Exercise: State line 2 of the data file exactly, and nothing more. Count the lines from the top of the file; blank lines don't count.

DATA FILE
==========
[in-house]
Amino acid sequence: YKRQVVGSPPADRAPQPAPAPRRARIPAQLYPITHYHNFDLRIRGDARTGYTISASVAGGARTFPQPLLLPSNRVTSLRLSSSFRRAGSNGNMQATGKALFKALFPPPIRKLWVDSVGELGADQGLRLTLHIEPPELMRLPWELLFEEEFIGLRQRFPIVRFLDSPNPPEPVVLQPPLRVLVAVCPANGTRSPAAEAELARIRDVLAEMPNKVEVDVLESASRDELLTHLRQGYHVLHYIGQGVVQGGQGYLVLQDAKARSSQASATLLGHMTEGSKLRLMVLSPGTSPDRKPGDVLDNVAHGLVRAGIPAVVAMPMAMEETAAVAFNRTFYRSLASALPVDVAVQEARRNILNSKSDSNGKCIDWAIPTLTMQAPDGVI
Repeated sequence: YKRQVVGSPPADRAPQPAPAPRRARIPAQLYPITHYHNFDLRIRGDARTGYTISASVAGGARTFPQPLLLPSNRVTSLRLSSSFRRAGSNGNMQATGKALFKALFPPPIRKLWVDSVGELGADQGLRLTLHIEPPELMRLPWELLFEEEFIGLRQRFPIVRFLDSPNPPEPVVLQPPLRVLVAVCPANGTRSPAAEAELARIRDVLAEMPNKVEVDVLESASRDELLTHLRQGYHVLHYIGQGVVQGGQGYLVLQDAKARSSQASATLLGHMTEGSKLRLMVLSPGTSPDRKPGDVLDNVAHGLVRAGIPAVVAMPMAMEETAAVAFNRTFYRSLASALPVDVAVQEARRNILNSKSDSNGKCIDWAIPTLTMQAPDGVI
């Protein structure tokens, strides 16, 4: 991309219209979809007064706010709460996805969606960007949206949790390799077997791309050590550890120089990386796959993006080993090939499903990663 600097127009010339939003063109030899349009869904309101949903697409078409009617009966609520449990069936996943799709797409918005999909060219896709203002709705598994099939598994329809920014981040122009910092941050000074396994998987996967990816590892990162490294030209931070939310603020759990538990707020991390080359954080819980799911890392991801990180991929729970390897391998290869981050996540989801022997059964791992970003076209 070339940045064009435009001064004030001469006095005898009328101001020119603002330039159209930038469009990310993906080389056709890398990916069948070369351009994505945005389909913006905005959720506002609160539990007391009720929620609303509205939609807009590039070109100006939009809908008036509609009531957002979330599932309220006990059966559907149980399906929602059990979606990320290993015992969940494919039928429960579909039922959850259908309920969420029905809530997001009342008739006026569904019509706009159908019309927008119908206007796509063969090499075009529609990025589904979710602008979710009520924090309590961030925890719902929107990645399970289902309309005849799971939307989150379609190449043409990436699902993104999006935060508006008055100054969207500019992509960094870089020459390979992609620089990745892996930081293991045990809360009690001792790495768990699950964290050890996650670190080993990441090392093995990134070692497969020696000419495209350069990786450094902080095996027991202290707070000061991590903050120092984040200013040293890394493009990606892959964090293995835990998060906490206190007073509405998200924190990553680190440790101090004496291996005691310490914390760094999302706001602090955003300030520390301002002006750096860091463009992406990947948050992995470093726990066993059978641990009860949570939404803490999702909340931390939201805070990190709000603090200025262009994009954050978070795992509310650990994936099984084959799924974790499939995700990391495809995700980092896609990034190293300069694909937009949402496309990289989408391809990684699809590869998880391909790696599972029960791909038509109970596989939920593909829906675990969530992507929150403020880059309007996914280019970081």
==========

Amino acid sequence: YKRQVVGSPPADRAPQPAPAPRRARIPAQLYPITHYHNFDLRIRGDARTGYTISASVAGGARTFPQPLLLPSNRVTSLRLSSSFRRAGSNGNMQATGKALFKALFPPPIRKLWVDSVGELGADQGLRLTLHIEPPELMRLPWELLFEEEFIGLRQRFPIVRFLDSPNPPEPVVLQPPLRVLVAVCPANGTRSPAAEAELARIRDVLAEMPNKVEVDVLESASRDELLTHLRQGYHVLHYIGQGVVQGGQGYLVLQDAKARSSQASATLLGHMTEGSKLRLMVLSPGTSPDRKPGDVLDNVAHGLVRAGIPAVVAMPMAMEETAAVAFNRTFYRSLASALPVDVAVQEARRNILNSKSDSNGKCIDWAIPTLTMQAPDGVI